The Phoenix Suns had quite an active offseason. There will be plenty of new faces in the desert this season that figure to play pivotal roles.
That being said, there will always be injuries, unexpected disappointing performances, and other external factors that can quickly shift your team's needs.
James Jones and company have already gathered lists of potential fallback options or trade targets for contingency plans as every front office does well ahead of the season. Let’s enter front office mode and try to predict who they could be targeting.
On paper, the Suns' lone need seems to be fairly clear — a point guard. The Suns do not have a “true point guard” on their roster outside of Saben Lee. That could always change as the season plays out, but for now, let’s assume the rest of the rotation settles into place.
Who are some realistic targets for Phoenix to address this potential need?
Keep in mind the Suns do not have a ton of juice when it comes to tradable assets. They do have a stockpile of second-round picks that were recently acquired they could use for a bench upgrade.
Unless Deandre Ayton is involved in a trade, don’t expect anything too league-altering here due to those previously laid out limitations.
TJ McConnell — PG, Indiana Pacers
Phoenix has been linked to the former Arizona Wildcat already, and the fit makes a ton of sense. This summer, Jake Fischer of Yahoo reported that the 31-year-old “has been one player on the Suns’ radar”. John Gambadoro also confirmed Phoenix was interested but said a deal was unlikely this past summer.
He (McConnell) simply feels like a Frank Vogel type of player, and his ability to defend at a high level could allow the Suns to play him alongside Booker, Beal, and Durant in a lineup with Ayton anchoring the paint. The veteran guard averaged 8.7 points, 5.3 assists, 3.1 rebounds, and 1.5 steals per game in just 20.3 minutes per game for the Pacers last season.
He shot a career-best 44.1% from deep, though it was on just 0.8 attempts per game.
Indiana may be a better team than some expect, so if they are pushing for a playoff or play-in spot it wouldn’t make a ton of sense for them to trade McConnell. If the Pacers start slow or fall out of contention then keep an eye out on this one, there’s something cooking on low heat here.
Kris Dunn — PG, Utah Jazz
Dunn had a resurgence of sorts last season with the Jazz, though it was just in 22 games played. He has the defensive chops to be a disruptive on-ball defender, which is something the Suns could use some more of.
He averaged 13.2 points, 5.6 assists, 4.5 rebounds, and 1.1 steals in 25.8 minutes per game for the Jazz in 2023. He held a shooting split of 53/47/77 and also cut back on the turnovers with a career-best 12.8 turnover percentage per 100 possessions.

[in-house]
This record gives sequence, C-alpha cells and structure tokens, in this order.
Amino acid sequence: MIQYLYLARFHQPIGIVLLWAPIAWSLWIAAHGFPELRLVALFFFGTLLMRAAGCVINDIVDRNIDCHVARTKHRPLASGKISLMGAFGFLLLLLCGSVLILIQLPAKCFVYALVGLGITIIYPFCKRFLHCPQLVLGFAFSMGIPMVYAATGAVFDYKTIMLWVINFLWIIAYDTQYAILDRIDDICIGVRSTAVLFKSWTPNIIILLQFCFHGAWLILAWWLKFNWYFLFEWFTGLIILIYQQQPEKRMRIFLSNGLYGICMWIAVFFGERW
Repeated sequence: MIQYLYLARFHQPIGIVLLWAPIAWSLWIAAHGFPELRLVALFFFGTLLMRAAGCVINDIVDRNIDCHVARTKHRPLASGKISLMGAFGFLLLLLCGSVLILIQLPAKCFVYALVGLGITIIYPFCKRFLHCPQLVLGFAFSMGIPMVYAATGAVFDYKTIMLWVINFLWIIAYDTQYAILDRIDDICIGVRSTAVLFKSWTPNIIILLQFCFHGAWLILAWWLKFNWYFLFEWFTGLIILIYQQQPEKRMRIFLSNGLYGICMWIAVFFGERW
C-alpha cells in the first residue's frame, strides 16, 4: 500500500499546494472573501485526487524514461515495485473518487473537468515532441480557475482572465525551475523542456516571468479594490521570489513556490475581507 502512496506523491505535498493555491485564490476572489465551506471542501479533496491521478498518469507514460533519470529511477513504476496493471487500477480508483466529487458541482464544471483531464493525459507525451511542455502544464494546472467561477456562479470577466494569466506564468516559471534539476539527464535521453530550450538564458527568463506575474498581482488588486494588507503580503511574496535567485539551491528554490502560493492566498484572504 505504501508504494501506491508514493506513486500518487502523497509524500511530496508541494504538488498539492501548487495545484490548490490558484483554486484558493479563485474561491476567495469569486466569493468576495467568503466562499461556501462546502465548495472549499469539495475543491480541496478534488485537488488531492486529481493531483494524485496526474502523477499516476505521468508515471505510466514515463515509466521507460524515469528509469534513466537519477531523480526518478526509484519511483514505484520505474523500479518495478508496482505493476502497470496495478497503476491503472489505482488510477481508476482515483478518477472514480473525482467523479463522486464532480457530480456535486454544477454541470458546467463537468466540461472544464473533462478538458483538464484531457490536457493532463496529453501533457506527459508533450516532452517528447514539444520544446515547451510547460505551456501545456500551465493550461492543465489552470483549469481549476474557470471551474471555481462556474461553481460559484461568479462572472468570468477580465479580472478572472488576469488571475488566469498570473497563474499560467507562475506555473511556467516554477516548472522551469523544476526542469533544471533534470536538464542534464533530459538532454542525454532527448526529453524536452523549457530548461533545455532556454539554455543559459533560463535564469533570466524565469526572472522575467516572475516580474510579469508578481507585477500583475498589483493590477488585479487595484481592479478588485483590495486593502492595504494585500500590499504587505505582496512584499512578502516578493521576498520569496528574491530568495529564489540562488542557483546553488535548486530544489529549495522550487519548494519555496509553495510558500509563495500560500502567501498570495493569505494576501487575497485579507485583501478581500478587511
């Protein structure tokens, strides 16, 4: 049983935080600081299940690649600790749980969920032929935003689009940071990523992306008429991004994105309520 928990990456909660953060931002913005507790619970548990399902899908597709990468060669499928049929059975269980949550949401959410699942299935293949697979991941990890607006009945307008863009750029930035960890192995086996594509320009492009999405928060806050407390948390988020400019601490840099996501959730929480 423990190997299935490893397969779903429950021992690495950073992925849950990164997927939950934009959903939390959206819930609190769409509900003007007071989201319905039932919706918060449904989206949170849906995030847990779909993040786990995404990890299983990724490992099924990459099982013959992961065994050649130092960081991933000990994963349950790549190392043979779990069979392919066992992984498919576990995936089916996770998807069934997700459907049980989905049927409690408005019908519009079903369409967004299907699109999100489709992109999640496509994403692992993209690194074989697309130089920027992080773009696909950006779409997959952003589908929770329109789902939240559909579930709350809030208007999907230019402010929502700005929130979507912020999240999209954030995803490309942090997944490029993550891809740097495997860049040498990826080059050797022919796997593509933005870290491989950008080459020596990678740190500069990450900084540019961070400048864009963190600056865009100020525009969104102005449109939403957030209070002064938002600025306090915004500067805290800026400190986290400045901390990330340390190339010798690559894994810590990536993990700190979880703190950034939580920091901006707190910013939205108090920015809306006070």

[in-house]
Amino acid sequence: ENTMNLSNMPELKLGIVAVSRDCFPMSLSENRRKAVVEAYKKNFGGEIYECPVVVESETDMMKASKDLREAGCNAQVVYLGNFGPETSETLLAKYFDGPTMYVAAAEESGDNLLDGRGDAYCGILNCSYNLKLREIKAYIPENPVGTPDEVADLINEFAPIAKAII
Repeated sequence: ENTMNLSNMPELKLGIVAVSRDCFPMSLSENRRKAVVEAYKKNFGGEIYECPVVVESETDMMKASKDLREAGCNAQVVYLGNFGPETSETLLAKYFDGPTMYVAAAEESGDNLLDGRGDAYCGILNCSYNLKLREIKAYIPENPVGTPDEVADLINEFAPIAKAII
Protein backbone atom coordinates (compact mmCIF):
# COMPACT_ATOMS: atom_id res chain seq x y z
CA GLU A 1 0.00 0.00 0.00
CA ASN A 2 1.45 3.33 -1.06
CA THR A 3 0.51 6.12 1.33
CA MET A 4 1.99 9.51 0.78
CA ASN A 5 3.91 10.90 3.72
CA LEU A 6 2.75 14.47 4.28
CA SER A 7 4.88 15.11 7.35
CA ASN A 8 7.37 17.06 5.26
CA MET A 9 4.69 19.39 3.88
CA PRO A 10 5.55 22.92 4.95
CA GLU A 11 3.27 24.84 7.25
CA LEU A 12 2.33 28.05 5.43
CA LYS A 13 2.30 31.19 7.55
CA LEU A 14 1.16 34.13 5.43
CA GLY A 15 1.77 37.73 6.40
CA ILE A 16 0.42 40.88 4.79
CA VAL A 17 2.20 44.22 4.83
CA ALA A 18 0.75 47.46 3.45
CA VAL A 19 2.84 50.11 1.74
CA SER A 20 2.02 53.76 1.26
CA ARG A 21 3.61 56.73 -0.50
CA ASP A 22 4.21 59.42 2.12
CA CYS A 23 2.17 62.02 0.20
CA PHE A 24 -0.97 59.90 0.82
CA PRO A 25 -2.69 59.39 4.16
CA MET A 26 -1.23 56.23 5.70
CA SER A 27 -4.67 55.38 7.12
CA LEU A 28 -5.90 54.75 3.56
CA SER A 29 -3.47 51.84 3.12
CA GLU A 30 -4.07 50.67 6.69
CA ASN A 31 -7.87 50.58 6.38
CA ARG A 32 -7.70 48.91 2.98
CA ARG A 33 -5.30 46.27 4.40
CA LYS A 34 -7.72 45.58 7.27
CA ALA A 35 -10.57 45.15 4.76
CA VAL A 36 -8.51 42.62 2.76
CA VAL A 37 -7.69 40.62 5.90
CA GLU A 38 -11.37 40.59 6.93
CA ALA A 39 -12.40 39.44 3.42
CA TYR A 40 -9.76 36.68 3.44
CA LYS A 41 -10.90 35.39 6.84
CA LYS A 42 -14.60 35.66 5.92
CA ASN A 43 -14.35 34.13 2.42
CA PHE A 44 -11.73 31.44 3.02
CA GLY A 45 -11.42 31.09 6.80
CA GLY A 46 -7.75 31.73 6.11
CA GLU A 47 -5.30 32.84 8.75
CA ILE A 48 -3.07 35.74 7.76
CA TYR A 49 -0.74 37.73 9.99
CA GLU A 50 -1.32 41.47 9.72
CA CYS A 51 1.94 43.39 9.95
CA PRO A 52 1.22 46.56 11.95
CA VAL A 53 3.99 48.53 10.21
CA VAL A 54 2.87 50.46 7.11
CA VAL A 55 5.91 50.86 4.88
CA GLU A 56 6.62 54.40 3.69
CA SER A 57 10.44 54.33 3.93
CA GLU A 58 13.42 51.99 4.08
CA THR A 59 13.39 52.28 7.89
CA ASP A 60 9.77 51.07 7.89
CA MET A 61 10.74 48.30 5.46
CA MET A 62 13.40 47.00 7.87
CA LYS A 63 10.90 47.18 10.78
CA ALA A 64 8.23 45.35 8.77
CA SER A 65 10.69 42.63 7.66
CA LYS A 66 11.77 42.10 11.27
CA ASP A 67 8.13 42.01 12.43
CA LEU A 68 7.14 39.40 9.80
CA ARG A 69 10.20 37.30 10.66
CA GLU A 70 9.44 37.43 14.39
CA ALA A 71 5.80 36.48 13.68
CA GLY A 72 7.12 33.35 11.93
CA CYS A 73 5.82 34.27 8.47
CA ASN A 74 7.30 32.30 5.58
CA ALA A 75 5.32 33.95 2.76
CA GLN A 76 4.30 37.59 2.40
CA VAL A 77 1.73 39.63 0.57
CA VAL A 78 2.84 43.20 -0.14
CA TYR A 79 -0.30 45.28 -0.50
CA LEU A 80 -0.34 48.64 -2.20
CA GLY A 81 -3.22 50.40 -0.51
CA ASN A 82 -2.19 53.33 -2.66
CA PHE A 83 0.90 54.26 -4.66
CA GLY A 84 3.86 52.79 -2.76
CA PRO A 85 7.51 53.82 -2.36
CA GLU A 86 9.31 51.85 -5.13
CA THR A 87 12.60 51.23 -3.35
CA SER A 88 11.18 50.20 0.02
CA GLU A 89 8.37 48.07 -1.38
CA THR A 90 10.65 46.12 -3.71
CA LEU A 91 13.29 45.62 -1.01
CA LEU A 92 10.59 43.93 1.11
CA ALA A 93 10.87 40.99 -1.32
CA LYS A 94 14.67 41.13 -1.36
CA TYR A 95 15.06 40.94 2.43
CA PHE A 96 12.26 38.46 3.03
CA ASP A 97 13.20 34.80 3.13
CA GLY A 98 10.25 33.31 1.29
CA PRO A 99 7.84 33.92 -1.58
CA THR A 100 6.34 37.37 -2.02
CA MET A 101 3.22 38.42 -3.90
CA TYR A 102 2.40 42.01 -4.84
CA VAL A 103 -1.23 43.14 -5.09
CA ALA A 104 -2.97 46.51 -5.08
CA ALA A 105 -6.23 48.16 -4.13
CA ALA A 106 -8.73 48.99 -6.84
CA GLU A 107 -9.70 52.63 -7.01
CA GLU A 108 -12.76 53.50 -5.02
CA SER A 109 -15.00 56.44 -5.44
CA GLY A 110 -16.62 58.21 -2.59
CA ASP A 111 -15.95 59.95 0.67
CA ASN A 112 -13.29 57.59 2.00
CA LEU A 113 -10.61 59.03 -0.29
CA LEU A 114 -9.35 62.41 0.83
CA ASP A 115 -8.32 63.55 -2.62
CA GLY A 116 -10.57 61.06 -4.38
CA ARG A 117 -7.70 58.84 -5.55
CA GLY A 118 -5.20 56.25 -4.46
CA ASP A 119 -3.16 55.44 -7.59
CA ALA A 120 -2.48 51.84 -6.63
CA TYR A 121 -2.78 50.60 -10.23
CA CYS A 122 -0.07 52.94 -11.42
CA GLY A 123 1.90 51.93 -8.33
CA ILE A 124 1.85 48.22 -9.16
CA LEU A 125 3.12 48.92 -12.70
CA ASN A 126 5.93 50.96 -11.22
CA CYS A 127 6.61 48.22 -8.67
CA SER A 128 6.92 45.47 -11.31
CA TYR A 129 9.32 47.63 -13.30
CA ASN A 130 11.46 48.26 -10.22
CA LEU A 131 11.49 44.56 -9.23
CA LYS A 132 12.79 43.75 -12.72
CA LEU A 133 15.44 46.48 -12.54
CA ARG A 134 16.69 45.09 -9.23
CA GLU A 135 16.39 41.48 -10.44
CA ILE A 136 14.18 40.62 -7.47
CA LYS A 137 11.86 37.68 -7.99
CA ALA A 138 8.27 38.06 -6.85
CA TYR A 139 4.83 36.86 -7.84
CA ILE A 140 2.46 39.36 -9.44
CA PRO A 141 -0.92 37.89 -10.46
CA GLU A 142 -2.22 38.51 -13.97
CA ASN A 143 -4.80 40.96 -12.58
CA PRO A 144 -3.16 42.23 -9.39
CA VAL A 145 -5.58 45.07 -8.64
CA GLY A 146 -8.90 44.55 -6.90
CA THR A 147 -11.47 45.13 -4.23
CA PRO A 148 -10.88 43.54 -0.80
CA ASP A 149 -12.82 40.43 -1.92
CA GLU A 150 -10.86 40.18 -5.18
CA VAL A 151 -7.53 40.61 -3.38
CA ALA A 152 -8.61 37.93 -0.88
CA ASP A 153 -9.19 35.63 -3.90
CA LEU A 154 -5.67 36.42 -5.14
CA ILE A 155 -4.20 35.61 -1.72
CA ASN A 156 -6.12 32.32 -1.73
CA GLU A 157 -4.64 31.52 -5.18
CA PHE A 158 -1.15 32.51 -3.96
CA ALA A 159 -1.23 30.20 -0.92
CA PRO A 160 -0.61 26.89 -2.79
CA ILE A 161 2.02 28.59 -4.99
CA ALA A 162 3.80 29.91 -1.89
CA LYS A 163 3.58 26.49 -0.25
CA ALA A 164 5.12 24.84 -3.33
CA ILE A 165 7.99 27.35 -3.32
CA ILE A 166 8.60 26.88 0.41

While some may argue having both Jordan Goodwin and Kris Dunn could be redundant, we do not know which version of Goodwin we will get yet. Utah will likely be competitive with the young talent they have, but if they decide to sell off the back-end of their rotation then Dunn is a guy I like as a buy-low target.
Monte Morris — PG, Detroit Pistons
This one is simply due to the fact that the Pistons are unlikely to make a playoff run and should sell assets at the deadline. If the Suns need a playable guard that can handle the ball for whatever reason, Morris could be someone that makes sense.
Detroit acquired him for a 2027 second round pick this summer, so if the Suns offer a pair of seconds that should be plenty. Last season, Morris averaged 10.3 points, 3.4 rebounds and 5.2 assists per game while shooting 48% overall and 38.2% from distance.
Jalen Suggs — Guard, Orlando Magic
Orlando is loaded with a ton of guards that will be vying for minutes, and there’s a chance Suggs could fall out of their rotation. If not Suggs, maybe Anthony or another guard in that never-ending, versatile guard rotation.
I’m not sure Phoenix has the “firepower” to pull this type of deal off, but if they get creative with their picks or if a team develops interest in Camara that could be another path to explore.
This is all about buying low and acquiring talent from a team that is loaded at a certain position.
Ricky Rubio — PG, Cleveland Cavaliers
A Rubio reunion would be nostalgic for Suns fans, though it is fair to question how much he has left in the tank as he is recovering from a torn ACL. While he did not look like himself last season upon his return, he had the summer to continue his recovery.
He could at the very least serve as a “table setter” that could lead the second unit or lineups that only include one of Booker or Beal. I’m not in love with this fit, but in terms of adding reliable depth to the back end of the bench, there are worse options.
Could another wing or bigger forward be a need? Potentially. That’s another area to monitor as the season moves along. There will be another piece focusing on those potential targets in the coming weeks.
What type of trade do you think the Suns should target this winter, if any?